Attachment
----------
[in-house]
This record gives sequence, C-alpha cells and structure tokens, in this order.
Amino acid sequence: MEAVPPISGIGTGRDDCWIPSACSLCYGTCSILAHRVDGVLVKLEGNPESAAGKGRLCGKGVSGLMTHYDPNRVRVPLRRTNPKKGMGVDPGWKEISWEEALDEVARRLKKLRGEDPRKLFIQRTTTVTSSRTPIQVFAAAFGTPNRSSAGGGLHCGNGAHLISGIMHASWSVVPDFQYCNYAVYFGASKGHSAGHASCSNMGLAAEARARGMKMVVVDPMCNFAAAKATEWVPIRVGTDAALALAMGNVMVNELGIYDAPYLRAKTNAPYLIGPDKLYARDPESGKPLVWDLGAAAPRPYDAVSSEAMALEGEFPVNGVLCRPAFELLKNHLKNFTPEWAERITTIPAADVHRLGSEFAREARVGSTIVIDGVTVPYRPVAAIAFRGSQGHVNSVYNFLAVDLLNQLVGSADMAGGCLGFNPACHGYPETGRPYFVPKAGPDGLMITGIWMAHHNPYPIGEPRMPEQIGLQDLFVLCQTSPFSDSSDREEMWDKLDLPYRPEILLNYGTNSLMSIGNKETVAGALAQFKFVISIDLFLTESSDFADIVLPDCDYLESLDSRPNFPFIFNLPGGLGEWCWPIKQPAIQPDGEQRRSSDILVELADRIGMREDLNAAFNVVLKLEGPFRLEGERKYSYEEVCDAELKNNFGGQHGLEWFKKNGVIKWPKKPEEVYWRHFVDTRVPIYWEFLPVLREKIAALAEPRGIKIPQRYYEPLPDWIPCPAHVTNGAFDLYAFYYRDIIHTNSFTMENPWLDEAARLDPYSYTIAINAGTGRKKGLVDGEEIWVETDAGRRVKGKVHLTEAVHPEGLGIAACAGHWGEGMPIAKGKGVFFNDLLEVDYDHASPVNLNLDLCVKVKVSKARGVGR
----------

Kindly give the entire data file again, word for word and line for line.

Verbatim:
[in-house]
This record gives sequence, C-alpha cells and structure tokens, in this order.
Amino acid sequence: MEAVPPISGIGTGRDDCWIPSACSLCYGTCSILAHRVDGVLVKLEGNPESAAGKGRLCGKGVSGLMTHYDPNRVRVPLRRTNPKKGMGVDPGWKEISWEEALDEVARRLKKLRGEDPRKLFIQRTTTVTSSRTPIQVFAAAFGTPNRSSAGGGLHCGNGAHLISGIMHASWSVVPDFQYCNYAVYFGASKGHSAGHASCSNMGLAAEARARGMKMVVVDPMCNFAAAKATEWVPIRVGTDAALALAMGNVMVNELGIYDAPYLRAKTNAPYLIGPDKLYARDPESGKPLVWDLGAAAPRPYDAVSSEAMALEGEFPVNGVLCRPAFELLKNHLKNFTPEWAERITTIPAADVHRLGSEFAREARVGSTIVIDGVTVPYRPVAAIAFRGSQGHVNSVYNFLAVDLLNQLVGSADMAGGCLGFNPACHGYPETGRPYFVPKAGPDGLMITGIWMAHHNPYPIGEPRMPEQIGLQDLFVLCQTSPFSDSSDREEMWDKLDLPYRPEILLNYGTNSLMSIGNKETVAGALAQFKFVISIDLFLTESSDFADIVLPDCDYLESLDSRPNFPFIFNLPGGLGEWCWPIKQPAIQPDGEQRRSSDILVELADRIGMREDLNAAFNVVLKLEGPFRLEGERKYSYEEVCDAELKNNFGGQHGLEWFKKNGVIKWPKKPEEVYWRHFVDTRVPIYWEFLPVLREKIAALAEPRGIKIPQRYYEPLPDWIPCPAHVTNGAFDLYAFYYRDIIHTNSFTMENPWLDEAARLDPYSYTIAINAGTGRKKGLVDGEEIWVETDAGRRVKGKVHLTEAVHPEGLGIAACAGHWGEGMPIAKGKGVFFNDLLEVDYDHASPVNLNLDLCVKVKVSKARGVGR